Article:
A veritable village museum, Gorelovka’s chief attraction are its gorgeously decorated houses decorated with blue lace and hand-painted shutters. The women of Gorelovka are no less splendidly attired, wearing colourful embroidered clothes that complement the decorated houses and the gorgeous embroidered tablecloths within.
While wandering the streets of this quaint village, you’ll get a sense of its complete harmony. From the beauty of its buildings and inhabitants to the white stork nesting atop electrical poles to the mountains that surround it, it is as if Gorelovka was composed by the imagination of an artist.
Gorelovka was called Budaghasheni until the 19th century, and had been a predominantly Armenian settlement until 1841. It was then that believers in a new religious movement were forcibly relocated here by Imperial Russia.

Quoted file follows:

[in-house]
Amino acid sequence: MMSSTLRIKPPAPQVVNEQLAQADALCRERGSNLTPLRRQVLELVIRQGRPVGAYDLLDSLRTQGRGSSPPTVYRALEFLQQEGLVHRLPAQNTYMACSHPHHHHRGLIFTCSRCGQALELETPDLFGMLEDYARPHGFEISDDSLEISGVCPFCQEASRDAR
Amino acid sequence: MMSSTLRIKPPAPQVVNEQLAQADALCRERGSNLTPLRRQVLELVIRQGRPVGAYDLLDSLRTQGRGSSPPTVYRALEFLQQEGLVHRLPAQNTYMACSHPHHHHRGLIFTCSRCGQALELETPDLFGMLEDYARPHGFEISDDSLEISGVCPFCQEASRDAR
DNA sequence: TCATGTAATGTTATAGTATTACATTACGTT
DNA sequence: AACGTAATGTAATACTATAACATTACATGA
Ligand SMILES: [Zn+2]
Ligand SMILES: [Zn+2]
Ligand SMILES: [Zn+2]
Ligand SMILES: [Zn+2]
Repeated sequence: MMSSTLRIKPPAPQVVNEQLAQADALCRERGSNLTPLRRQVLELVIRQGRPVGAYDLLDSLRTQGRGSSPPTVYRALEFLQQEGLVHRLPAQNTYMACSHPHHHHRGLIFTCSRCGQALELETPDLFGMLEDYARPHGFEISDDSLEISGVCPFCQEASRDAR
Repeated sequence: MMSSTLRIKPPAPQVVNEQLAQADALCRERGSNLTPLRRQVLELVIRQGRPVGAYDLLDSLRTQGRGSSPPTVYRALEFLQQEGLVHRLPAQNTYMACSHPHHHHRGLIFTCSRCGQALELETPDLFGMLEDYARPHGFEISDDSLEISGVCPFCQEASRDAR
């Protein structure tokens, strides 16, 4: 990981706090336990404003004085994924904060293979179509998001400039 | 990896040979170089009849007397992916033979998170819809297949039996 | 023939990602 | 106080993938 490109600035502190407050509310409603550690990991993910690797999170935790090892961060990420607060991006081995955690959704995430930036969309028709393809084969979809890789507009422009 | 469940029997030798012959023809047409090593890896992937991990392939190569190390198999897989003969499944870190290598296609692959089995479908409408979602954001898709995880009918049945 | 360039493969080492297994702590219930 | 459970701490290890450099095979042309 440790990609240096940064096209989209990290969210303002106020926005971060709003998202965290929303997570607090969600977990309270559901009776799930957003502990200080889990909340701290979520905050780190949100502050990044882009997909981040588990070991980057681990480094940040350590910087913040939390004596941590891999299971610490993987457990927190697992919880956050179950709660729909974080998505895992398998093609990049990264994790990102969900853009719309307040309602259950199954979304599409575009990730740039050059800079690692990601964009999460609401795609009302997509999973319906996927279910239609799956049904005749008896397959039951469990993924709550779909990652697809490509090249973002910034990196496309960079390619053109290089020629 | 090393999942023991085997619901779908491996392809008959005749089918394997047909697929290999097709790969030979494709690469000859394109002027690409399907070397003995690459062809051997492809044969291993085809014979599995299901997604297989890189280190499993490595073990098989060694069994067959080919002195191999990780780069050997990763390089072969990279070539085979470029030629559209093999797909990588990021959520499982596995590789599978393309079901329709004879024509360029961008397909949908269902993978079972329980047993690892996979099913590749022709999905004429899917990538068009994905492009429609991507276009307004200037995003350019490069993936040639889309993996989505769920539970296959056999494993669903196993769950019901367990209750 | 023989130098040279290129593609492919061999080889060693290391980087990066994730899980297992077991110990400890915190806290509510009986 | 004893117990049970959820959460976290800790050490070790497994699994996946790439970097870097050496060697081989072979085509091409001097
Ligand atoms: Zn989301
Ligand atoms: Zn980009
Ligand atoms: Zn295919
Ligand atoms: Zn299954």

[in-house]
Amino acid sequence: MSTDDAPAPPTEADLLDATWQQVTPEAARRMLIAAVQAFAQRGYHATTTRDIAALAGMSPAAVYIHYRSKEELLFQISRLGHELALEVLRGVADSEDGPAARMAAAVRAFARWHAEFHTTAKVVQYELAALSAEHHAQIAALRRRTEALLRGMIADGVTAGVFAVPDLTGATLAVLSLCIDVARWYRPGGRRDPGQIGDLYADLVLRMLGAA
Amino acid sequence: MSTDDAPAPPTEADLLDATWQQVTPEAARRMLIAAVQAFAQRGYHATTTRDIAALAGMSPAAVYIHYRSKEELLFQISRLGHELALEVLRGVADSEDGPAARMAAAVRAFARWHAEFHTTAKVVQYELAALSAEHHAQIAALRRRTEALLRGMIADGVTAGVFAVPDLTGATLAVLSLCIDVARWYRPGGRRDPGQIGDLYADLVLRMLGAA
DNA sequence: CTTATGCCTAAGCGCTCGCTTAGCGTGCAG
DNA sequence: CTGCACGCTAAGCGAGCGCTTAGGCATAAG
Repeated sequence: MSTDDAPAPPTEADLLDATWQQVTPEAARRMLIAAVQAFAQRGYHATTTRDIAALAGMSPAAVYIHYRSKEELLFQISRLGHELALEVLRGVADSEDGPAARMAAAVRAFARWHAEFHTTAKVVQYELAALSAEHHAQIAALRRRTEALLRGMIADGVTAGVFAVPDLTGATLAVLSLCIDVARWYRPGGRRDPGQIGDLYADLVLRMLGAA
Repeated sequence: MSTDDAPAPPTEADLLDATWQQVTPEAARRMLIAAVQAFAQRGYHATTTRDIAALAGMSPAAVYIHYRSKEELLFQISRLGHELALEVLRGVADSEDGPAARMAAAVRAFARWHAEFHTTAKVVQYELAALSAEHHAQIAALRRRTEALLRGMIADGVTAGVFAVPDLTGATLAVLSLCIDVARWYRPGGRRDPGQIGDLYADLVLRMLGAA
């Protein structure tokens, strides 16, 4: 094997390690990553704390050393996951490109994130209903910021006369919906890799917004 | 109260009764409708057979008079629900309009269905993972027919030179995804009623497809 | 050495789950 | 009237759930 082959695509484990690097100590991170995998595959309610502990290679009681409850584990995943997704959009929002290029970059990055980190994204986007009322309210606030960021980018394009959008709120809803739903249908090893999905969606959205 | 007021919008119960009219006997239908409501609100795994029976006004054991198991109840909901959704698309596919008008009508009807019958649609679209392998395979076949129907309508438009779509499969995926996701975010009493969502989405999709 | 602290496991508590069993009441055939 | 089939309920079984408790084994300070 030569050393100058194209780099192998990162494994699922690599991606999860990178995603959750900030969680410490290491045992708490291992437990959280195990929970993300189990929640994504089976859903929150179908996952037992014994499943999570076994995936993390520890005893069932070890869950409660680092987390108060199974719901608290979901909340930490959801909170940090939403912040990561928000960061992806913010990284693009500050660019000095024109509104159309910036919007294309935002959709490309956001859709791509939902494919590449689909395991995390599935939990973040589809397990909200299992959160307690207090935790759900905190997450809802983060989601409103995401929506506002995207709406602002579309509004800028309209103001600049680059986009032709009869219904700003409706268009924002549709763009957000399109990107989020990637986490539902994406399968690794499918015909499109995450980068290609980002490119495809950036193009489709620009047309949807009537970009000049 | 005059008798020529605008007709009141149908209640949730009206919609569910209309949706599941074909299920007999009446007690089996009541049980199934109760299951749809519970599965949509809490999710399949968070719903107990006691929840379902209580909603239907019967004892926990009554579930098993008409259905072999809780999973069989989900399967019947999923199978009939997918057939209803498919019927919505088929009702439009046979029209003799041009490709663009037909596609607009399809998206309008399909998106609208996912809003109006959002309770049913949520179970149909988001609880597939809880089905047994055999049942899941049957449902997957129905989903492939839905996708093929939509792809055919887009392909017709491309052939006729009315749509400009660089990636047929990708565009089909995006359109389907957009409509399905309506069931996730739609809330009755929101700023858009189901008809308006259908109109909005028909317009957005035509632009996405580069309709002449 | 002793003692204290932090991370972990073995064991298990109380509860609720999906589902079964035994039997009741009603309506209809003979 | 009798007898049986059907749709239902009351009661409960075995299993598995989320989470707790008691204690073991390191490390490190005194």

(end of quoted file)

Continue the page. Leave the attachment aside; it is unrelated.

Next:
These migrants soon became accustomed to their surroundings, taking up cattle and poultry husbandry and introducing their own unique culture to the region. It was they who began to decorate their houses so colourfully, and they who chose the name Gorelovka for the village. They also planted mountain ash and birch trees in their yards to remind them of their homeland, and opened the orphanage that is today a museum.
The inhabitants of Gorelovka are Doukhobors and strictly follow the edicts of this religious movement. In 1978 there were 3,000 Doukhobors in Gorelovka, but the village is now slowly emptying as everyone tries to return to their historical homeland.